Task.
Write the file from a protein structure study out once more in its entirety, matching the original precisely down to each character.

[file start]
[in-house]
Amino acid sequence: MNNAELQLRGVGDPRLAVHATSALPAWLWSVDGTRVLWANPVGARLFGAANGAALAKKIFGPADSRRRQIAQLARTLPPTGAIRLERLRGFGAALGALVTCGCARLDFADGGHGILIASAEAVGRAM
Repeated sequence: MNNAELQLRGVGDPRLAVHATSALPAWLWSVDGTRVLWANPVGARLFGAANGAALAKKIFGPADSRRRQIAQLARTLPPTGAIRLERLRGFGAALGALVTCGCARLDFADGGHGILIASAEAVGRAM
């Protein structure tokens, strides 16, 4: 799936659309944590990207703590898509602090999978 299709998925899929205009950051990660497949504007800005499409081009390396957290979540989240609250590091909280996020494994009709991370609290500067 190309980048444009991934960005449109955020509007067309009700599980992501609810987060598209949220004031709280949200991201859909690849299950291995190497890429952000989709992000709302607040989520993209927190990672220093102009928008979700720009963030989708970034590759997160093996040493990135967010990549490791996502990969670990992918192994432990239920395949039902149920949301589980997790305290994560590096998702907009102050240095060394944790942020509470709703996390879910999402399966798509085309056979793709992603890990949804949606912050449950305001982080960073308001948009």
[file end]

[in-house]
Amino acid sequence: MNNAELQLRGVGDPRLAVHATSALPAWLWSVDGTRVLWANPVGARLFGAANGAALAKKIFGPADSRRRQIAQLARTLPPTGAIRLERLRGFGAALGALVTCGCARLDFADGGHGILIASAEAVGRAM
Repeated sequence: MNNAELQLRGVGDPRLAVHATSALPAWLWSVDGTRVLWANPVGARLFGAANGAALAKKIFGPADSRRRQIAQLARTLPPTGAIRLERLRGFGAALGALVTCGCARLDFADGGHGILIASAEAVGRAM
């Protein structure tokens, strides 16, 4: 799936659309944590990207703590898509602090999978 299709998925899929205009950051990660497949504007800005499409081009390396957290979540989240609250590091909280996020494994009709991370609290500067 190309980048444009991934960005449109955020509007067309009700599980992501609810987060598209949220004031709280949200991201859909690849299950291995190497890429952000989709992000709302607040989520993209927190990672220093102009928008979700720009963030989708970034590759997160093996040493990135967010990549490791996502990969670990992918192994432990239920395949039902149920949301589980997790305290994560590096998702907009102050240095060394944790942020509470709703996390879910999402399966798509085309056979793709992603890990949804949606912050449950305001982080960073308001948009």